A judge is scheduled to decide next week whether to dismiss a petition asking Meridian City Council to rethink its decision to allow a local recycling company to expand operations.
The petition for judicial review was filed on April 16 by 12 residents, an Idaho company and a nonprofit asking the court to require the city of Meridian to reconsider its decision to allow Timber Creek Recycling to expand its operations without a conditional use permit.
The petition says Timber Creek Recycling staff did not apply for a conditional use permit, which is required by the city’s code for any expansion and enlargement of a nonconforming use. The petition was filed by attorney Josh Leonard in 4th District Court.
Judge Deborah Bail is scheduled to hear the motion to dismiss on July 10.
In April, the city of Meridian filed a motion to dismiss the petition.
In May, legal counsel for Timber Creek Recycling Justin Cranney with Hawley Troxell submitted a motion in support of the city’s memorandum.
Among other things, the memorandum states the court does not have authority to review the council’s decision.
“The list of reviewable agency decisions is set forth in Idaho Code … and the list does not include a governing board’s decision to enter into modification of a development agreement,” the memorandum stated.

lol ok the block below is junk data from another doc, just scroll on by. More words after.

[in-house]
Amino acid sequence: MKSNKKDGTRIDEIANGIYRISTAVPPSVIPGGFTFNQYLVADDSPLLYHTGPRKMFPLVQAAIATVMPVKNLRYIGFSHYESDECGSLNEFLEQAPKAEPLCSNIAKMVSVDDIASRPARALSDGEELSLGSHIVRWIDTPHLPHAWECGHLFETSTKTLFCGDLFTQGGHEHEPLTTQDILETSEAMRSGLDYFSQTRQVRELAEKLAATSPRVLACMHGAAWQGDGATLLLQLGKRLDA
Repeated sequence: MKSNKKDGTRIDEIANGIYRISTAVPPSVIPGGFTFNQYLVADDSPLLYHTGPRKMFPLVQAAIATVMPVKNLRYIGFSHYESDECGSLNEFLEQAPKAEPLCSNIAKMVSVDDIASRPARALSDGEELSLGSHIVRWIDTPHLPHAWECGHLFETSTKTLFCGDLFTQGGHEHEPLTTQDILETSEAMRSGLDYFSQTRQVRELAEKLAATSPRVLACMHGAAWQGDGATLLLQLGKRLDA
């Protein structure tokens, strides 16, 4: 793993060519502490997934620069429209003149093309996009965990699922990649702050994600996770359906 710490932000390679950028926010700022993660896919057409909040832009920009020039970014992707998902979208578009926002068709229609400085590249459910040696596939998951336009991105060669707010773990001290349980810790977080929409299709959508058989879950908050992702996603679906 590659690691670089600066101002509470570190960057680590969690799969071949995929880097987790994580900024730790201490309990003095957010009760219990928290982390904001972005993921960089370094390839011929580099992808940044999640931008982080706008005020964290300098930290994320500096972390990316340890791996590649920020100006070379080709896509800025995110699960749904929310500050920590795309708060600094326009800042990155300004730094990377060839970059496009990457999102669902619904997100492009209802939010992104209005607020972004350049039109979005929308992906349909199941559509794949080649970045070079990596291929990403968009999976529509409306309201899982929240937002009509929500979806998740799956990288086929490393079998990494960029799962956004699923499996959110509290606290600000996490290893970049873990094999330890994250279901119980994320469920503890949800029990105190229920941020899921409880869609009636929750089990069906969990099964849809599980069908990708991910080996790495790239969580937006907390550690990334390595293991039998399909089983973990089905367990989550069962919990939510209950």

It also states that when the petition was filed, it didn’t include payment for the estimated fees for preparation of records and transcripts needed for the case.
On May 10, Leonard filed a declaration stating that when he filed the petition, the deputy city clerk did not have the estimated fee amount immediately available but called back on April 18 with the estimate. The next day, Brian Webb Legal cut a check in the estimated amount of $1,500 and mailed it to the city of Meridian.
“That same day … Andrea M. Pogue, one of (the city’s) Deputy City Attorneys, left a voicemail message for me and followed up with an email to me, in which she directed me not to tender payment of the estimated fee to (the city), stating that (the city) intended to file a motion to dismiss,” the declaration stated.
The city then refused the check and it was sent back to Brian Webb Legal on April 19, the declaration stated.